In 2012, he co-authored a report that helped initiate gun violence prevention strategies that “made New York City the safest it had been in 50 years, prior to the pandemic,” he said.
In 2013, Williams said he passed legislation to end the abuse of stop, question and frisk amid former New York City Mayor Michael Bloomberg’s “escalation of the discriminatory policing practice.”
Williams said he has continued to help enact community-driven solutions to public safety over the last decade.
He said a trio of Assembly Members in New York City had endorsed his campaign for governor. They comprise Khaleel Anderson; Monique Chandler-Waterman, the daughter of Jamaican and Barbadian immigrants; and Phara Souffrant Forrest, Haitian-born, whose husband is Jamaican-born.
Chandler-Waterman – who was elected last month in the Special Election for the 58th Assembly District in Brooklyn that was represented, for about three decades, by newly-appointed US Ambassador to Jamaica, former New York State Assemblyman, Jamaican-born Nick Perry – was again on Tuesday’s ballot.
Chandler-Waterman – who soundly beat Hercules Reid, the son of Jamaican immigrants in her landslide victory in last month’s Special Elections – trounced him again in the Democratic Primary.
With all 64 election districts reporting, Chandler-Waterman received 62.46 percent of the votes to Reid’s 33.13 percent.
Chandler-Waterman said her story is “one of service – as a public servant, advocate and activist.”
A lifelong resident of the Brooklyn neighborhoods of East Flatbush, Canarsie, Crown Heights and Brownsville, Chandler-Waterman said her record of activism spans two decades.
She said her “tireless, community-first approach” has been a theme throughout her life, as she has “formed multiple block associations and founded a nonprofit, been an activist working to reduce crime and boost public safety, and a public servant working in the offices of former Assemblyman Nick Perry of District 58, former Council Member Jumaane Williams, and on the frontlines of the pandemic in the NYC Test & Trace Corps.”
Other victorious Caribbean candidates in Tuesday’s Democratic Primary were Haitian Assembly Member Mathylde Frontus in the 46th Assembly District in Brooklyn, who received 60.82 percent of the votes to Dionne Brown-Jordan’s 31.79 percent; and Souffrant Forrest in the 57th Assembly District, also in Brooklyn, who received 63.90 percent of the votes to Olanike Alabi’s 30.97 percent.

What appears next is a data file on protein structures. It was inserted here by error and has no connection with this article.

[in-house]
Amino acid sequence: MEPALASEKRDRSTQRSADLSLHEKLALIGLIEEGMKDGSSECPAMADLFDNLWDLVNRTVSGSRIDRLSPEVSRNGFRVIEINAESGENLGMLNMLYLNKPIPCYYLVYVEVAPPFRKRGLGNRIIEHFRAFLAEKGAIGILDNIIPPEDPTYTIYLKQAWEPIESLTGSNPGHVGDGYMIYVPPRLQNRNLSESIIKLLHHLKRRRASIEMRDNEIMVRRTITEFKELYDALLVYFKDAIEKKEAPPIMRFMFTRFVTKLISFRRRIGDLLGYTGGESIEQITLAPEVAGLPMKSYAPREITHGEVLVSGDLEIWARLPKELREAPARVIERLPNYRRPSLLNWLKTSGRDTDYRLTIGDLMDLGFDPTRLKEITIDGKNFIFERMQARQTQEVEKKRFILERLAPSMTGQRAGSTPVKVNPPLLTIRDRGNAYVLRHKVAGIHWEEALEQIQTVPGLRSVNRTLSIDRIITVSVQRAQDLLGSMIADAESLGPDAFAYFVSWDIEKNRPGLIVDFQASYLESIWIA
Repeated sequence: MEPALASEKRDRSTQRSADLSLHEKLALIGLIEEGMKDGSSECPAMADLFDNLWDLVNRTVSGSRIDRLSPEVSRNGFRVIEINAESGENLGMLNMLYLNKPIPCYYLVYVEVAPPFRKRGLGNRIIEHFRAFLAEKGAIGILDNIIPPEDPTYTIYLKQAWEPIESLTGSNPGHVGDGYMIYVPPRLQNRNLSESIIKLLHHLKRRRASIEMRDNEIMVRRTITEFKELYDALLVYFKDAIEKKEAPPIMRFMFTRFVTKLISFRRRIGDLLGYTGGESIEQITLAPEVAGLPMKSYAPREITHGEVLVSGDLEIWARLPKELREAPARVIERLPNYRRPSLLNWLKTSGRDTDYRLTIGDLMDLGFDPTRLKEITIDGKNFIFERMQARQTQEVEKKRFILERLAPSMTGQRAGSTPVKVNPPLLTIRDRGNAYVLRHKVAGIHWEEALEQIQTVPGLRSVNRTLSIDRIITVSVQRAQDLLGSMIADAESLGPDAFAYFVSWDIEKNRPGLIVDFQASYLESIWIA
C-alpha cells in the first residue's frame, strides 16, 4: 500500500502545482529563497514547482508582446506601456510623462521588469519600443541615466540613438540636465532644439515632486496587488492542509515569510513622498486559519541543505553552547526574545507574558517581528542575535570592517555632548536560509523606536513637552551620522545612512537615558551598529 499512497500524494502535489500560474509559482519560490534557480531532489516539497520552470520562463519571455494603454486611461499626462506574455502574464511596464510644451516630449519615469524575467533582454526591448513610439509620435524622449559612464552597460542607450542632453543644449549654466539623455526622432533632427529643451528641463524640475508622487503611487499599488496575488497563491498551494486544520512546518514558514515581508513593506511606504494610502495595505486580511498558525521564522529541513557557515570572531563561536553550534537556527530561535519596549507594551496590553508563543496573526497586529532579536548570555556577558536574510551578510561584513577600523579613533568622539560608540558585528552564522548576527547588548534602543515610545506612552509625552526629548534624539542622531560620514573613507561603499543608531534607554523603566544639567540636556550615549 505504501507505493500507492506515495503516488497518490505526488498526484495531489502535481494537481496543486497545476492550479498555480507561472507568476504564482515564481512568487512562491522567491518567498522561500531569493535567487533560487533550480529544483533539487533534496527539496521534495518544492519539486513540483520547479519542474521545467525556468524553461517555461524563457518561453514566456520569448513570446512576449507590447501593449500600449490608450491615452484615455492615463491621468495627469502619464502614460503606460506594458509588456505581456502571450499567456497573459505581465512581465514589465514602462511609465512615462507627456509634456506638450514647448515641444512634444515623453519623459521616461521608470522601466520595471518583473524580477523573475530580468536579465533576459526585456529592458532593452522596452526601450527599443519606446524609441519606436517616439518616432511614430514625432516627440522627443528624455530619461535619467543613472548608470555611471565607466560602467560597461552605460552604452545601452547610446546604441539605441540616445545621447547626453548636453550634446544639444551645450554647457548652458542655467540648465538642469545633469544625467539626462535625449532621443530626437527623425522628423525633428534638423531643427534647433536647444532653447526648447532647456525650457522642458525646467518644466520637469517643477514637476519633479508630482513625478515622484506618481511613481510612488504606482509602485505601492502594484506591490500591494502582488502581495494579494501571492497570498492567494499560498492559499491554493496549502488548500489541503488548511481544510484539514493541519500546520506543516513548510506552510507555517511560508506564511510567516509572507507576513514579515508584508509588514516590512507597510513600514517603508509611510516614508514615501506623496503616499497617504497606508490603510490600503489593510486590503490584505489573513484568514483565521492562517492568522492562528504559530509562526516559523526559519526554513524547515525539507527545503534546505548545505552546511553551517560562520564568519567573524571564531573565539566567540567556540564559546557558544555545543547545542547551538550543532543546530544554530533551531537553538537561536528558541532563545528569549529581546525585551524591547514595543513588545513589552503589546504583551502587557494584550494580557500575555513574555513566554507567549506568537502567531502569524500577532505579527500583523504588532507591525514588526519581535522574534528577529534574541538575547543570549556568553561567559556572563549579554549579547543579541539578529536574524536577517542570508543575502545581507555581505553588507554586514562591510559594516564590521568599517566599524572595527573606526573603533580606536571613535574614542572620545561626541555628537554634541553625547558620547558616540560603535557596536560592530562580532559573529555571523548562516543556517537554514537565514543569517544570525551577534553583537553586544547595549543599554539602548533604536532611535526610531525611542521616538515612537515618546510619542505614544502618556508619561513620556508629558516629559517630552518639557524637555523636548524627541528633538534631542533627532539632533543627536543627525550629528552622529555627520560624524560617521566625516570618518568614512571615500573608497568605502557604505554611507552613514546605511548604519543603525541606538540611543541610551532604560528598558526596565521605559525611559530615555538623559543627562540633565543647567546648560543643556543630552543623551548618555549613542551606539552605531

In the 24th Assembly District in Queens, Guyanese-born Albert Baldeo soundly lost to Assembly Member David Weprin in a three-way race.
Baldeo received 14.8 percent of the votes to Weprin’s 62.79 percent and Mizanur Choudhury’s 15.87 percent.
US Congressman Lee Zeldin, a conservative ally of former President Donald J. Trump, who won the Republican Primary on Tuesday, will challenge Gov. Hochul in November’s general elections.
“We cannot and will not let right-wing extremists set us backwards on all the decades of progress we’ve made right here, whether it’s a Trump cheerleader running for the governor of the State of New York or Trump-appointed justices on the Supreme Court,” Hochul told jubilant supporters at a victory party in TriBeCa in Manhattan Tuesday night.
“I’m deeply honored to be the Democratic nominee for Governor of New York. On to November!” she exclaimed. “It’s the honor of my life serving as your governor, New York. I’m humbled to accept the Democratic nomination and continue fighting to move our state forward — together.”
But Zeldin also told enthusiastic supporters in Baldwin, Long Island Tuesday night that: “This November in the State of New York, one-party rule will end, Kathy Hochul will be fired. We will restore common sense and balance to Albany.”